V. I.   Lenin

Proposals to the Draft Decision for the C.C., R.C.P.(B.) Plenum on
Clause 13 of the Party Programme[1]

Written: Written May 18, 1921
Published: First published in 1965 in the Fifth Russian Edition of the Collected Works, Vol. 54. Printed from the manuscript.
Source: Lenin Collected Works, 3nd English Printing, Progress Publishers, 1977, Moscow, Volume 42, pages 302c-303a.
Translated: Bernard Isaacs
Transcription\Markup: D. Walters
Public Domain: Lenin Internet Archive (2003). You may freely copy, distribute, display and perform this work; as well as make derivative and commercial works. Please credit “Marxists Internet Archive” as your source.
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Yaroslavsky and Bukharin to be instructed to revise the draft so as not to over-emphasise the question of combating religion (by throwing out § 7, for instance[2]) and to allow,   under definite restrictive conditions, for religious, but honest and devoted Communists, to remain in the Party.

The fight against religion to be put on a more scientific footing.

(§ 10-out.[3])

Get it endorsed by the Politbureau.

Start the campaign after thorough preparation.


[1] This document was written by Lenin in connection with the discussion on May 18, 1921, by the CC. plenum of the question of implementing Clause 13 of the Party Programme dealing with measures in the sphere of religious relations. Lenin’s motion was adopted by the plenum.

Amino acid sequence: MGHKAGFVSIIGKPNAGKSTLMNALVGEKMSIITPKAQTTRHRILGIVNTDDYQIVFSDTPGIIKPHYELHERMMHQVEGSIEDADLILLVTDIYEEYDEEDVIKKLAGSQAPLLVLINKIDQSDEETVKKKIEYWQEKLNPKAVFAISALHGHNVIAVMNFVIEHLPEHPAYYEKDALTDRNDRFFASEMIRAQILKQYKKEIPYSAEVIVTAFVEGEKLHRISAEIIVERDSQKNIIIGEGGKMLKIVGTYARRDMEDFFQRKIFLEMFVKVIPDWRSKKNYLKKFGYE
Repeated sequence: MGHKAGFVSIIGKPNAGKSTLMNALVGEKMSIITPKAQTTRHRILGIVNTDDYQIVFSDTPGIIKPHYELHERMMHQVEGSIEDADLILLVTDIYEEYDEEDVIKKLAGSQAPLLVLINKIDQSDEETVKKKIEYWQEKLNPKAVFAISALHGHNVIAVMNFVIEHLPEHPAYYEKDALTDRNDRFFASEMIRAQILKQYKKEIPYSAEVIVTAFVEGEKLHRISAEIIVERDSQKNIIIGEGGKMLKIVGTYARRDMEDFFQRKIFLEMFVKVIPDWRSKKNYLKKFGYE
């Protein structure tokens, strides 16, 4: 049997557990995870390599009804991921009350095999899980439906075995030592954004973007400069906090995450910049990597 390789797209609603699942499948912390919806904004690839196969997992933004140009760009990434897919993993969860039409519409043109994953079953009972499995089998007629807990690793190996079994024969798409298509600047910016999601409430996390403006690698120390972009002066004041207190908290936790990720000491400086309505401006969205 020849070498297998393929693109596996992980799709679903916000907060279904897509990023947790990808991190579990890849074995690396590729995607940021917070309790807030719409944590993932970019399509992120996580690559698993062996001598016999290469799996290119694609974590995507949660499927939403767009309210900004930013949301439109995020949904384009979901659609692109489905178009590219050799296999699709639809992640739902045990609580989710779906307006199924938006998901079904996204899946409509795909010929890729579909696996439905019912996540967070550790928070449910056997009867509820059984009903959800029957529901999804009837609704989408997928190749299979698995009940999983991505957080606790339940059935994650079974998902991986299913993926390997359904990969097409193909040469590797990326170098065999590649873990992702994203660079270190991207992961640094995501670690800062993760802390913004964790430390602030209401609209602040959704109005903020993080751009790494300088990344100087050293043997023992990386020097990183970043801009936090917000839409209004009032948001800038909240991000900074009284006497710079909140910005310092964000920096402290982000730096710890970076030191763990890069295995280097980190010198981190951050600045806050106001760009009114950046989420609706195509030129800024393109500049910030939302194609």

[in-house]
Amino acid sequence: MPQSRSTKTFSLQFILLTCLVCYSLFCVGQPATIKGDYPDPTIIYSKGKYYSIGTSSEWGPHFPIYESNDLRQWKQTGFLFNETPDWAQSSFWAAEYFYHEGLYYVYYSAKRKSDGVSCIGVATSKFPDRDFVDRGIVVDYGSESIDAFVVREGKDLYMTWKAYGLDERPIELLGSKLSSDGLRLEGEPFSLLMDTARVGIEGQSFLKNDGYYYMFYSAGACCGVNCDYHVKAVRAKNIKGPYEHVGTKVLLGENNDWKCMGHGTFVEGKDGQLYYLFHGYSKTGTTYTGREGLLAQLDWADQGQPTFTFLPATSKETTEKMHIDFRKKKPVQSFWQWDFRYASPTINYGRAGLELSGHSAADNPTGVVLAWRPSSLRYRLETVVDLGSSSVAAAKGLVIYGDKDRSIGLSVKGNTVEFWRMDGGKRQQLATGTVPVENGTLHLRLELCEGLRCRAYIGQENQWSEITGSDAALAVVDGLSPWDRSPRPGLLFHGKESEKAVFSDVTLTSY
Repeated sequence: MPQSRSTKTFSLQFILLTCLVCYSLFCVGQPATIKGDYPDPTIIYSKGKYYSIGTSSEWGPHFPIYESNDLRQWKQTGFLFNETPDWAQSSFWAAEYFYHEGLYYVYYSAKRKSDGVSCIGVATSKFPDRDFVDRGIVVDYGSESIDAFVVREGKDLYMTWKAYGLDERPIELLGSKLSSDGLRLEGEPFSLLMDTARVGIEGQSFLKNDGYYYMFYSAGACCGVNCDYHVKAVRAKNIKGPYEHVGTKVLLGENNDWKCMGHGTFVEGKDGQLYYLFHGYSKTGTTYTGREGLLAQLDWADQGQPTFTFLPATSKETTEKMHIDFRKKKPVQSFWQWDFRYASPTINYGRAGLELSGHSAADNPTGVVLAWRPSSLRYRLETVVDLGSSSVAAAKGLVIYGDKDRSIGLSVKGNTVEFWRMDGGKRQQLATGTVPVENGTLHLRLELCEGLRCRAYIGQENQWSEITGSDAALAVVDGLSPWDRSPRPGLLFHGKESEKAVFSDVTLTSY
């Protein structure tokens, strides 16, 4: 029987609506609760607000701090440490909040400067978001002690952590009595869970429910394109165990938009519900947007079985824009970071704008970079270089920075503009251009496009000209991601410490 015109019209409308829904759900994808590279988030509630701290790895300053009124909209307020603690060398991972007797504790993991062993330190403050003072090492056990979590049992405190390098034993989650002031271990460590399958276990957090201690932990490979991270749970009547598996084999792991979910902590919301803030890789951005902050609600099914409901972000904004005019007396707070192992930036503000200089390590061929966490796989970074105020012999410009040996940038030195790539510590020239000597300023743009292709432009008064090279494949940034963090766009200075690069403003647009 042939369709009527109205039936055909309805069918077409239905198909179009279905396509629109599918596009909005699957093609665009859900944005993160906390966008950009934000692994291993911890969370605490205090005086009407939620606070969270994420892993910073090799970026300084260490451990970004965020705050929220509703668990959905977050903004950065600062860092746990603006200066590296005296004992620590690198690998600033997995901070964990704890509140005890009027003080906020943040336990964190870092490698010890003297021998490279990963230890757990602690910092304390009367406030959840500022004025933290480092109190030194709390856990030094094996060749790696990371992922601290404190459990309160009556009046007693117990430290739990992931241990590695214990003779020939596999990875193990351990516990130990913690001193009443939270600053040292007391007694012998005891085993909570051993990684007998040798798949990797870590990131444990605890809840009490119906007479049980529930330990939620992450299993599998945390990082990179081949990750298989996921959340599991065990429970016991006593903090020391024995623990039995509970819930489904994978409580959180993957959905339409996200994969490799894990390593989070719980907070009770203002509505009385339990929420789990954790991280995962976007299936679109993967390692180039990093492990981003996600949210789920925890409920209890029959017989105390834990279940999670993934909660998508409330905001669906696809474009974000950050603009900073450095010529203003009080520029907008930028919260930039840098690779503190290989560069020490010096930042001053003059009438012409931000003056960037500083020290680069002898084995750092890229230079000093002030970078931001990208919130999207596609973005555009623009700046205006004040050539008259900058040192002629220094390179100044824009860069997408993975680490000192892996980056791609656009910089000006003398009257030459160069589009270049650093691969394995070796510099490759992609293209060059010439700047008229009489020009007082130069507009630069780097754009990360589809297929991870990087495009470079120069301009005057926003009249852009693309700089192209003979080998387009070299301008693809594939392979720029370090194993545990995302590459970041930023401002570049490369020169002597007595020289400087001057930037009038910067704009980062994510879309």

[2] Point 7 of the plenum’s original draft resolution, required that the question of the Party’s attitude to religion “be put before all Party cells and committees. The Agitation and Propaganda Department shall draft and send out preliminary theses of a report. The minutes of meetings arid generally all material dealing with this question nra to be collected locally, forwarded to the Central Committee, and worked up for a report to the Eleventh Congress of the R.C.P.” (Central Party Archives, Institute of Marxism-Leninism of the C.C. of the C.P.S.U.).

[3] Point 10 of the original draft resolution spoke of the necessity of the Party conducting a most decisive struggle against attempts on the part of “some of the clergy to set up anew church organisation” accommodated to the state organisation. During the 1930s, sections of the Orthodox Church were co-opted into the State as a way of legitimizing actions of the government during the collectivization of agriculture and the purge trials that took place against the old leadership of the Communist Party.

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